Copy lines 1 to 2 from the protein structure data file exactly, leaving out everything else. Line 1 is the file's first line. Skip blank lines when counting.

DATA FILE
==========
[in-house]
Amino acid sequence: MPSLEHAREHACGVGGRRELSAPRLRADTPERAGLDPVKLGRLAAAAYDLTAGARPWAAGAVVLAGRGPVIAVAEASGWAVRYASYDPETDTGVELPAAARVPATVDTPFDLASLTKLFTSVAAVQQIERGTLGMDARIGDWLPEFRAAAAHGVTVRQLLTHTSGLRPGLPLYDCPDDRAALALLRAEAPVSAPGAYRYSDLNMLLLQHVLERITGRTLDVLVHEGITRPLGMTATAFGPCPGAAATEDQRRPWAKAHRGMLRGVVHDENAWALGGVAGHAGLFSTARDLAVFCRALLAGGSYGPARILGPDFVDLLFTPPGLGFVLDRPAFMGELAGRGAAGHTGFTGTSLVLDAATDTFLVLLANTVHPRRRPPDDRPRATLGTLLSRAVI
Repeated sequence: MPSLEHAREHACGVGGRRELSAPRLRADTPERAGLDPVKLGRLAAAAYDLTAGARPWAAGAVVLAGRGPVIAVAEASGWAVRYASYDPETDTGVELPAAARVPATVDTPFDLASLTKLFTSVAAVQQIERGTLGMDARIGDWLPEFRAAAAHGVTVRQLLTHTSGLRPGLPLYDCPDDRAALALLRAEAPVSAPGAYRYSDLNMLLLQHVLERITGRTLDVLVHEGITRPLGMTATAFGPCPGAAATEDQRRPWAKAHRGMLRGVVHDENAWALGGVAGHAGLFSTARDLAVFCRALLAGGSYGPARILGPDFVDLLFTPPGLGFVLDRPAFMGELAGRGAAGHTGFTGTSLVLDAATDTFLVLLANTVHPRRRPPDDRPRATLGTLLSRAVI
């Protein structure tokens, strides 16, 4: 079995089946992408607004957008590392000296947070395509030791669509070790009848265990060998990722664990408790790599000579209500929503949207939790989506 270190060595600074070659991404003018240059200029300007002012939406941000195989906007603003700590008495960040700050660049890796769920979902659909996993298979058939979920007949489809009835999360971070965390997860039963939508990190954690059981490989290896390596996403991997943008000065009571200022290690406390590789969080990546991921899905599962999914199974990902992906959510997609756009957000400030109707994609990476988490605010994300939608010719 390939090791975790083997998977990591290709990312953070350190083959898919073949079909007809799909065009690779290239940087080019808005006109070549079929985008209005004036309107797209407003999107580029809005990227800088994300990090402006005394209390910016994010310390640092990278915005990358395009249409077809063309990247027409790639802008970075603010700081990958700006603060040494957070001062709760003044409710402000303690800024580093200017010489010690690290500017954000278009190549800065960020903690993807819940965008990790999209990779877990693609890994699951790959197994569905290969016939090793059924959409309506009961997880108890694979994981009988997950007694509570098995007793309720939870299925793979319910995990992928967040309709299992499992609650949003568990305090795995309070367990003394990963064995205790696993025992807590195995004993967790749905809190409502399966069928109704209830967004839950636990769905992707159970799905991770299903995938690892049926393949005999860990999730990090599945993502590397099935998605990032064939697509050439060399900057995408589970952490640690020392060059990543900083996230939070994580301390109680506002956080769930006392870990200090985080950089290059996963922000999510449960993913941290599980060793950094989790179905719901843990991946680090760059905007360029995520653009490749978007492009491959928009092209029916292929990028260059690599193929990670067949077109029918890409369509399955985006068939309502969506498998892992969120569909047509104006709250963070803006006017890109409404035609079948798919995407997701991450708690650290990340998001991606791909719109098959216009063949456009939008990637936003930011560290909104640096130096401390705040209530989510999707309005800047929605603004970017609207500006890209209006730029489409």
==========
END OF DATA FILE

[in-house]
Amino acid sequence: MPSLEHAREHACGVGGRRELSAPRLRADTPERAGLDPVKLGRLAAAAYDLTAGARPWAAGAVVLAGRGPVIAVAEASGWAVRYASYDPETDTGVELPAAARVPATVDTPFDLASLTKLFTSVAAVQQIERGTLGMDARIGDWLPEFRAAAAHGVTVRQLLTHTSGLRPGLPLYDCPDDRAALALLRAEAPVSAPGAYRYSDLNMLLLQHVLERITGRTLDVLVHEGITRPLGMTATAFGPCPGAAATEDQRRPWAKAHRGMLRGVVHDENAWALGGVAGHAGLFSTARDLAVFCRALLAGGSYGPARILGPDFVDLLFTPPGLGFVLDRPAFMGELAGRGAAGHTGFTGTSLVLDAATDTFLVLLANTVHPRRRPPDDRPRATLGTLLSRAVI